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LIGHTNING EXCLUSIVE: Treadway interview on 'Big Bang'

Julian Brightman and Scott Treadway star in 'The Big Bang.' Julian Brightman and Scott Treadway star in 'The Big Bang.'

Julian Brightman, who has been an actor in New York for 20 years, knew of the Flat Rock Playhouse before he arrived to perform in the comedy "The Big Bang."

"I'd always heard of it," Brightman says. "My agent got me an audition and the rest is history."
He ain't kidding.
Brightman joins Scott Treadway in the two-man cast of the show, in which a pair of hapless actors portray the history of the world in an effort to persuade their guests to invest $183 million in the most expensive musical ever made. A native of Philadelphia, Brightman, 48, has performed on Broadway in Hello, Dolly! and Peter Pan and in the national tours of Camelot and Heartstrings.
When he got the part, Brightman recognized right away what he had to do.
"The first thing I did was try to learn the dialogue," he said. "I said, I have to know most of that before I get here because I needed to get a jump on it."
How about the show? "I love it," he said. "It's just ridiculous. It's just over the top. You get to use every trick in the book and pull out all your ridiculous personalities that are hiding inside."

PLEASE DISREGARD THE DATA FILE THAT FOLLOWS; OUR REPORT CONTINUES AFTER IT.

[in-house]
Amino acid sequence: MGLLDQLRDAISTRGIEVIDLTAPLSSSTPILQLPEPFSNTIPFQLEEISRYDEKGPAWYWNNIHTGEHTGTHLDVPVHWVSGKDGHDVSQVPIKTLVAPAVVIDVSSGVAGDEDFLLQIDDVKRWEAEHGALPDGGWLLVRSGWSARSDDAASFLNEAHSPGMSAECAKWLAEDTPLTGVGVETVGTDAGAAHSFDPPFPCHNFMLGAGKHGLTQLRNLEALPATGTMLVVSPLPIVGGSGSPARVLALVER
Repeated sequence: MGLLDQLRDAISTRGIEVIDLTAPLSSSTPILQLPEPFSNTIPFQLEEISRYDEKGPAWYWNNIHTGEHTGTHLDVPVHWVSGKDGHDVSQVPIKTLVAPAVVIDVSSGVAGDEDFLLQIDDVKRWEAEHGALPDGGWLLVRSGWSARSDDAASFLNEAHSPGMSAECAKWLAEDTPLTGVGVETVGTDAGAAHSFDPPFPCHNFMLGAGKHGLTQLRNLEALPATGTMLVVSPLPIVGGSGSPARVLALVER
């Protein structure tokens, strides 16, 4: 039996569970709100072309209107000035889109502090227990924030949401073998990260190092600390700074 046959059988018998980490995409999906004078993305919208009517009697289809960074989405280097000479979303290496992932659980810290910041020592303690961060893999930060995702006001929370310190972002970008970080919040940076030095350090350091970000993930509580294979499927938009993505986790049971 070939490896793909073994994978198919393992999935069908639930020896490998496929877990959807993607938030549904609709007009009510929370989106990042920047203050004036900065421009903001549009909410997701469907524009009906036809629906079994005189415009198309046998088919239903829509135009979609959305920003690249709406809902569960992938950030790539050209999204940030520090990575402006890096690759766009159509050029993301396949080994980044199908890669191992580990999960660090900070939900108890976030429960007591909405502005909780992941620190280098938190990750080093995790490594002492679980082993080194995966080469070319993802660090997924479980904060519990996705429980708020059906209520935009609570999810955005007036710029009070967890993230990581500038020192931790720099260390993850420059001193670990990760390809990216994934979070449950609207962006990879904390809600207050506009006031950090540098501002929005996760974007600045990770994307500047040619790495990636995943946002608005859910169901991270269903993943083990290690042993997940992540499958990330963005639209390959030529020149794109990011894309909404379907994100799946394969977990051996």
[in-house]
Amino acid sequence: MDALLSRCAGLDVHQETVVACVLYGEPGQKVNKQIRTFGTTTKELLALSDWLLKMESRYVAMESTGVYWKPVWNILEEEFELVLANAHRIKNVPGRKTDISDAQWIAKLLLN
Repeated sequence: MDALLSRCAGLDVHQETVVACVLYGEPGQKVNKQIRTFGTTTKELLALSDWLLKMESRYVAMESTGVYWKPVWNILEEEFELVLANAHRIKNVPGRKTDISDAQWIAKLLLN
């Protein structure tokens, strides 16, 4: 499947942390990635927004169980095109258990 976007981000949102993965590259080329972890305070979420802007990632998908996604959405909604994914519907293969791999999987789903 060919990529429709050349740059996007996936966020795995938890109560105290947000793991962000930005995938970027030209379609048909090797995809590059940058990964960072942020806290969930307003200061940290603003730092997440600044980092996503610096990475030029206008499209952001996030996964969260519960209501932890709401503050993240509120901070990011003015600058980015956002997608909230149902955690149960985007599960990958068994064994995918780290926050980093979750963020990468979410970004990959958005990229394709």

Treadway, 47, played the role before, on the Main Stage of the Flat Rock Playhouse nine years ago. It was a smash hit, bigger than anyone predicted. This time the show is at the Playhouse Downtown, adding some opportunities the Main Stage lacked but also challenges.
"We're performing in almost 360 degrees versus straight out," Treadway says. "There's a much deeper area to play."

Smart directing
"The Big Bang" is directed by Amy Jones, a veteran Playhouse actress and dancer who has returned to Hendersonville for the show. Treadway praises her skill at mining the material for the best comic advantage.
"She's a funny person, a funny actress as well as director, so she's bringing a lot of really cool stuff to the table," he says. "She'll bring out something and I'll say, 'Oh my God, I never even thought of that.' Last time I did it, there were connections we never made.
Sometimes we do what we do and it doesn't look like you sit at a table and have this thought process of, 'why would you really be saying that line, and what is the lineage that led us to this point?' That seems so cerebral, but in something like this it really helps every joke pay off much better. It really tells the story when you really kind of dig a little bit into, 'Why are they doing this? Where did they come from? What are some of the situations that led to these two dumb guys, who wrote this insane musical that's gonna cost $183 million...'"
"And the more sincere they are and committed to the thing," Brightman adds, "the funnier it is. They believe in it so much. ... They're attempting to portray all these historical figures, and they pretty much flop on every one."
They're a bit like Jim Carrey and Jeff Daniels in "Dumb and Dumber."
"You as an audience," Treadway says, "have to be in a position of (thinking), 'Oh, those poor shmucks, if they only knew ...'"
Using the elegant Park Avenue apartment of Dr. Sid and Sylvia Lipbalm as their stage, the two would-be producers try to line up backers for a depiction of world history that will feature a cast of 318 actors, 6,428 costumes and 1,400 wigs.